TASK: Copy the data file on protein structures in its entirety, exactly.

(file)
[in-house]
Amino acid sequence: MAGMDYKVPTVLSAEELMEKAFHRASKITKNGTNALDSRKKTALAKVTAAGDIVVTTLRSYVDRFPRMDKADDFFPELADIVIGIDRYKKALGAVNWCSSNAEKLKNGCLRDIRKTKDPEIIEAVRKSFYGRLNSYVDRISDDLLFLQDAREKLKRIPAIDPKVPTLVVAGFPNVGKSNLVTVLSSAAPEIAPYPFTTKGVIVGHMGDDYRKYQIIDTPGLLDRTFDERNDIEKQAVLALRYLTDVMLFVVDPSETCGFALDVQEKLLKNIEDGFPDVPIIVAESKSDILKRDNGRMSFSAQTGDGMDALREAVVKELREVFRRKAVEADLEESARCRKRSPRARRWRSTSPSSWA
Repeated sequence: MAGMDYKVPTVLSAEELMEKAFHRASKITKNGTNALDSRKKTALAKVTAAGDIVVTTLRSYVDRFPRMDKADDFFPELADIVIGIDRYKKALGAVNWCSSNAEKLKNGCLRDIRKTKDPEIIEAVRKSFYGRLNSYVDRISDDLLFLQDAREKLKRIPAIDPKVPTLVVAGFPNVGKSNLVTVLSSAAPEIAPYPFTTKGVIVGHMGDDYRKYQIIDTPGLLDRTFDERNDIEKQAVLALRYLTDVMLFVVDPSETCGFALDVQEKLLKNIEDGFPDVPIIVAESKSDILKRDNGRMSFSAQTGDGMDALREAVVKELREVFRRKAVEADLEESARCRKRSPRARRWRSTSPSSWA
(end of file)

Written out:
[in-house]
Amino acid sequence: MAGMDYKVPTVLSAEELMEKAFHRASKITKNGTNALDSRKKTALAKVTAAGDIVVTTLRSYVDRFPRMDKADDFFPELADIVIGIDRYKKALGAVNWCSSNAEKLKNGCLRDIRKTKDPEIIEAVRKSFYGRLNSYVDRISDDLLFLQDAREKLKRIPAIDPKVPTLVVAGFPNVGKSNLVTVLSSAAPEIAPYPFTTKGVIVGHMGDDYRKYQIIDTPGLLDRTFDERNDIEKQAVLALRYLTDVMLFVVDPSETCGFALDVQEKLLKNIEDGFPDVPIIVAESKSDILKRDNGRMSFSAQTGDGMDALREAVVKELREVFRRKAVEADLEESARCRKRSPRARRWRSTSPSSWA
Repeated sequence: MAGMDYKVPTVLSAEELMEKAFHRASKITKNGTNALDSRKKTALAKVTAAGDIVVTTLRSYVDRFPRMDKADDFFPELADIVIGIDRYKKALGAVNWCSSNAEKLKNGCLRDIRKTKDPEIIEAVRKSFYGRLNSYVDRISDDLLFLQDAREKLKRIPAIDPKVPTLVVAGFPNVGKSNLVTVLSSAAPEIAPYPFTTKGVIVGHMGDDYRKYQIIDTPGLLDRTFDERNDIEKQAVLALRYLTDVMLFVVDPSETCGFALDVQEKLLKNIEDGFPDVPIIVAESKSDILKRDNGRMSFSAQTGDGMDALREAVVKELREVFRRKAVEADLEESARCRKRSPRARRWRSTSPSSWA